Let’s take stock. As of tonight, we’ve already had eleven adventurous days here in Amsterdam. Time flies when you’re having fun! Today’s weather was very mixed going from quick flashes of bright sunshine and actual lightning flashes to dark and menacing to gray and murky and back like the crazy pattern of a kaleidoscope spinning in sticky little hands. The high winds created a cherry blossom snow storm in the back yard
and since it also rained quite hard intermittently, we decided to declare it laundry day.
After dashing to the supermarket at the corner for some extra-whitening laundry detergent, we ran two loads in quick succession and realized during the third load that the rain had stopped, only the high winds continued to blow hard, really hard. But it wasn’t chilly, quite nice actually, so we took a walk through the neighborhood culminating in a wonderful dinner at Scottadito (hot finger?) a small, lively Italian family restaurant. We both had very satisfying & truly delicious pasta dishes and enjoyed a fun conversation with a widely traveled US American gentleman at the next table. As he was dining by himself, he had brought a book to read. I couldn’t believe my eye, when I saw the book’s authors, Per Wahlöö and Maj Sjöwall, the famous Swedish crime writer duo, who, in the 1960s practically singlehandedly invented the melancholic, Scandinavian police novel genre, which focused heavily on the social condition of everyday people. I devoured every one of their 10 books as soon as they were translated into German and still have every single one on my shelf. The main character in their books, Martin Beck, represents the cornerstone in my collection of unusual, not to say weird and sometimes tortured law enforcement characters, like Henning Mankell’s Kurt Wallender, Ian Rankin’s John Rebus or Micheal Connelly’s Hieronymus Bosch. My astonishment upon seeing this iconic book lying so innocently on the neighboring table goes back to the fact that I’ve never ever met anyone else who’s read Wahlöö/Sjöwall. Did I mention the food at Scottadito was really tasty?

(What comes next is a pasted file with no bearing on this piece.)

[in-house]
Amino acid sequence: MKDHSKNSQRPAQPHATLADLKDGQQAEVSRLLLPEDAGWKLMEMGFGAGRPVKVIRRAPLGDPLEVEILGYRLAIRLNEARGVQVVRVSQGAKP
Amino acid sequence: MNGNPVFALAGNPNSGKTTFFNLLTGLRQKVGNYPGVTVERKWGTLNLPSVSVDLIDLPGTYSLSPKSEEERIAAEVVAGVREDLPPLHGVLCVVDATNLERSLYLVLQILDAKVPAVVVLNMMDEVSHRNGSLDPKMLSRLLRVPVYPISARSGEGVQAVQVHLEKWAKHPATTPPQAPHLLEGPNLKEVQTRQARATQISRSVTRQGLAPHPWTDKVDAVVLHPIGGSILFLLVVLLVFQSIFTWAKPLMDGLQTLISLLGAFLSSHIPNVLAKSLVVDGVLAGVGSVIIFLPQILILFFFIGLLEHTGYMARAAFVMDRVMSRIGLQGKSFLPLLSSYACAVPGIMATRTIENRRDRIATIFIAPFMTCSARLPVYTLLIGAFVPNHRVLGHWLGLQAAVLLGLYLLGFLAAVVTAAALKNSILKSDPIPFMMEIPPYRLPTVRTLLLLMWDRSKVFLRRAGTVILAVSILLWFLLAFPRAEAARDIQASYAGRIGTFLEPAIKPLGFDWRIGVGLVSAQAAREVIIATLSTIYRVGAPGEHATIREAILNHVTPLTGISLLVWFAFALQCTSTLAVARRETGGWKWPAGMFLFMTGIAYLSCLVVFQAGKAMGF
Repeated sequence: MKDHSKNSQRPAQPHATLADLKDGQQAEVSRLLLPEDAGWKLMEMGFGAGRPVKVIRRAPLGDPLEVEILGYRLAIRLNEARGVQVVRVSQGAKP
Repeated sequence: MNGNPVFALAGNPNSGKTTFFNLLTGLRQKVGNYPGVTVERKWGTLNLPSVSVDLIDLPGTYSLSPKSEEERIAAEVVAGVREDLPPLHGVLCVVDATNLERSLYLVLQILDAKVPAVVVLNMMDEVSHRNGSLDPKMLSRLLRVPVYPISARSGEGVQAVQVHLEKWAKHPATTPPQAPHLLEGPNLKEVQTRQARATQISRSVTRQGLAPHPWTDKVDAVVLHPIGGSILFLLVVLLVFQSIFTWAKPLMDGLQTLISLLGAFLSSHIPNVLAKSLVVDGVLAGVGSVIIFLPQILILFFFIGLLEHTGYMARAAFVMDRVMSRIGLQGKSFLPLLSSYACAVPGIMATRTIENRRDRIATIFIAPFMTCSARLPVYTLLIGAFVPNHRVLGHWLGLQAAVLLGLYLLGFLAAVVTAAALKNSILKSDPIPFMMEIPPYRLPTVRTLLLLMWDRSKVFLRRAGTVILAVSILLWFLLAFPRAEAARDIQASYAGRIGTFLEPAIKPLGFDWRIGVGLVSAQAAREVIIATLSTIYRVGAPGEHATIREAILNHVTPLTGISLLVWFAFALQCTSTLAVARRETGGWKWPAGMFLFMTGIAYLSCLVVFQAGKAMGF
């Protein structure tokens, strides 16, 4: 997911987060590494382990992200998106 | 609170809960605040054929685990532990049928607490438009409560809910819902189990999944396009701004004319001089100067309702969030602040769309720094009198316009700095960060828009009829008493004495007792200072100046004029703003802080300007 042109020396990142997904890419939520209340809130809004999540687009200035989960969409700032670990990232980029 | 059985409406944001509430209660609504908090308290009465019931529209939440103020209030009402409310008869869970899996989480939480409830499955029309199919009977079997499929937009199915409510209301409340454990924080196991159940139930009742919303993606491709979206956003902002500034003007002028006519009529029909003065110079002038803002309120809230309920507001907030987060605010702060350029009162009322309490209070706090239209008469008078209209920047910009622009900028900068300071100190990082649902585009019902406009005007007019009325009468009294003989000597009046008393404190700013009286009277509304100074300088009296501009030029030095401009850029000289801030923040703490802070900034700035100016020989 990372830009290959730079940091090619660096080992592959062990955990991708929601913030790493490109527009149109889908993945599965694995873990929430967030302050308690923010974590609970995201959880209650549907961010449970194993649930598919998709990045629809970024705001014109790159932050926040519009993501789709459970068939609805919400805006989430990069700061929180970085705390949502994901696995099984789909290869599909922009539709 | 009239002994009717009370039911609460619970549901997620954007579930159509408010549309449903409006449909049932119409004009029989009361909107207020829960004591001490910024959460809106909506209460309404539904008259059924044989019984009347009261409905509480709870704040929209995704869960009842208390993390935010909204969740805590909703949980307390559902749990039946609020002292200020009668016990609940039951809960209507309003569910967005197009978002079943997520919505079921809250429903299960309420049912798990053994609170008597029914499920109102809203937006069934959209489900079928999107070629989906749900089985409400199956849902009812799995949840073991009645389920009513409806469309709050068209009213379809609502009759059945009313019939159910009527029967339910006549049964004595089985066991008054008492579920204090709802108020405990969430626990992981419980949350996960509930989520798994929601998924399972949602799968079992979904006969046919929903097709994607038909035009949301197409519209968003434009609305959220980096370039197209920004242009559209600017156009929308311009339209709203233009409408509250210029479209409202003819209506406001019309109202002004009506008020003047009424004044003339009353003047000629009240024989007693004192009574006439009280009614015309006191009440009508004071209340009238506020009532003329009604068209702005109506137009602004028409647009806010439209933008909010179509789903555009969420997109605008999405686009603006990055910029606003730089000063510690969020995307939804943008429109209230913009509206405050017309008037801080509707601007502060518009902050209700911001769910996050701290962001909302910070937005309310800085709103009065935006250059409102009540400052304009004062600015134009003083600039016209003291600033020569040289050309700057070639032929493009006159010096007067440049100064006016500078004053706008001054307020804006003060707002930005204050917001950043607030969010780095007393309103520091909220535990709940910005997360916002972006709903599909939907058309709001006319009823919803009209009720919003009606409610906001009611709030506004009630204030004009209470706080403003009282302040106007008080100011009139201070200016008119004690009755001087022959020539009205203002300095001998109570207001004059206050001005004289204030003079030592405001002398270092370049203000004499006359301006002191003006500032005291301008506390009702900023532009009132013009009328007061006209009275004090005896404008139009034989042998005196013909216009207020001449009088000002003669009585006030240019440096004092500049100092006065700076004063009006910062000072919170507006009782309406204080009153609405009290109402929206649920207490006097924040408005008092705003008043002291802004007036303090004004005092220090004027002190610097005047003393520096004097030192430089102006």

But let’s return to Amsterdam. Yesterday we visited the Rembrandt House, the home Rembrandt owned for 20 years, where he raised his only child, Titus, where he taught his pupils and where he created a number of his masterpieces. As I haven’t edited my impressions from that outing yet, you will have to wait a little bit for the story, however, glutton that I am, I have already edited a couple of pictures of yesterday’s dinner. We had a fabulous meal at the Dragon I, just around the corner from our place.
This Korean Bulgogi was just one of several tasty dishes, including dumplings and pot stickers and my most favorite soup, tom yam kung, clear fish broth with lemon grass, chili and prawns. It was fabulous! But since one can’t live by Bulgogi alone, we selected our dessert at the Patisserie Linnick across the street – and what a street it is, Scottadito is there too!!!
I actually couldn’t finish my desert yesterday and enjoyed the rest today. Closely watched by the neighborhood cat, who chose to spent the evening at home with us tonight.
Good night to all.
3 thoughts on “Laundry Day with Cat”
He burns them in Frogner Park …
Somehow I imagine Kurt Wallander having to go to a laundromat. And Harry Hole, does he do laundry at all, or just burn his clothes?
The American and his book, the neighborhood cat, the restaurant food ….. all wonderful.